“You intended to harm me, but God intended it for good to accomplish what is now being done, the saving of many lives” (Genesis 15.20 NIV).
Saint Patrick was not Irish, but he is now known as the patron saint of Ireland. How did this English young man make such an influence in Ireland during the 4th century AD? God was able to use what was meant for harm to spread the Gospel of Jesus Christ. Saint Patrick’s real name is believed to have been Maewyn Succat, and he was kidnapped at the age of 6 and sold into slavery in Ireland for about 6 years. He finally made his way back home and dedicated his life to God.
He spent the next 12 years studying under his mentor, St. Germain, the bishop of Auxerre. When he became a bishop himself, he had a dream that the people of Ireland were calling out to him. He received the Pope’s blessing to return to the very people who enslaved him, and he began a massive spiritual awakening in the hearts of the pagan people. Not only did he win many souls to Christ (including both the rich and the poor), he established monasteries, schools and churches all over Ireland.
Because of Saint Patrick’s time as a slave in Ireland, he knew the language and culture and could preach to the people in a way that made sense to them. He had so much zeal for the Lord that even after being arrested many times by the Celtic Druids, he still continued his quest to win the hearts of the Irish People with the Good News of Jesus. Although many legends have been added this special holiday, Saint Patrick’s Day began with an evil done to a child that God turned into good.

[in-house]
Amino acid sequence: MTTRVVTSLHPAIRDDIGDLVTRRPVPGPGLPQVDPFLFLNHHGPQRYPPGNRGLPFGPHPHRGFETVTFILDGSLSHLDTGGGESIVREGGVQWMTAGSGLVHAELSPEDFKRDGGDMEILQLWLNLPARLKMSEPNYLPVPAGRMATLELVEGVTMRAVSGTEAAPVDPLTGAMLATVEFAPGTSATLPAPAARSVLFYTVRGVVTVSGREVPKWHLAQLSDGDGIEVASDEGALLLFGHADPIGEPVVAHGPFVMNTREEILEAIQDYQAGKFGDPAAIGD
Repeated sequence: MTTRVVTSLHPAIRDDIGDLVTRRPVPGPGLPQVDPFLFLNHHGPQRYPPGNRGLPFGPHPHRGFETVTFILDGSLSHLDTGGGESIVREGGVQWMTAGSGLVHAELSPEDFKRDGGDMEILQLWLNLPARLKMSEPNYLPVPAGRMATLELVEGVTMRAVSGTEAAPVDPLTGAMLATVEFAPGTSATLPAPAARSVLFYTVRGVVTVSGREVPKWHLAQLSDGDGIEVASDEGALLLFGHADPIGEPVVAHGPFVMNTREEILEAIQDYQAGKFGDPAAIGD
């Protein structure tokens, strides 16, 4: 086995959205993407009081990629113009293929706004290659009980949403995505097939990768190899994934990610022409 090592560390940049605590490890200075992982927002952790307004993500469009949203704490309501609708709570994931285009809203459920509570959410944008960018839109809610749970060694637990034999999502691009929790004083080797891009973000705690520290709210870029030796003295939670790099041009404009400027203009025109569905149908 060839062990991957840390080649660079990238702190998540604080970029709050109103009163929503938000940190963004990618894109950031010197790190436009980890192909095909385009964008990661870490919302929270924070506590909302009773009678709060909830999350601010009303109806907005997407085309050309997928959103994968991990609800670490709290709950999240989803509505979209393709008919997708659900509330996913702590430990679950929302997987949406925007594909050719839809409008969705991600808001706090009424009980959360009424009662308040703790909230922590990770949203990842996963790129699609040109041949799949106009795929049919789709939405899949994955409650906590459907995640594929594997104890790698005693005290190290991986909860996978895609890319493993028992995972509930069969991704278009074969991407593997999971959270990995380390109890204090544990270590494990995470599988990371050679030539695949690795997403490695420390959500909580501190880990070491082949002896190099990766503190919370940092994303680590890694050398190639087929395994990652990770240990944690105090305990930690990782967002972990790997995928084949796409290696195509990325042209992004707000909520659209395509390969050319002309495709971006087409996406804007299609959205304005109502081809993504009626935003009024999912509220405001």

We live in an imperfect world, and God sometimes allows bad things to happen to His children, but we must always remember that God is fully capable of making “ALL THINGS” to work out for our good (Romans 8.28). The Bible is filled with stories of God transforming a horrible situation into a triumphant testimony. When we trust God and stay obedient to the fruition of His plan, we will get a front row seat to how He supernaturally transforms our pains and hurts into our biggest victories. God will make us into a blessing from the curses we’ve been given if we simply trust and obey Him.
“Just as you, Judah and Israel, have been a curse among the nations, so I will save you, and you will be a blessing. Do not be afraid, but let your hands be strong” (Zechariah 8:13 NIV).
~ This post has been published at the Internet Cafe Devotions.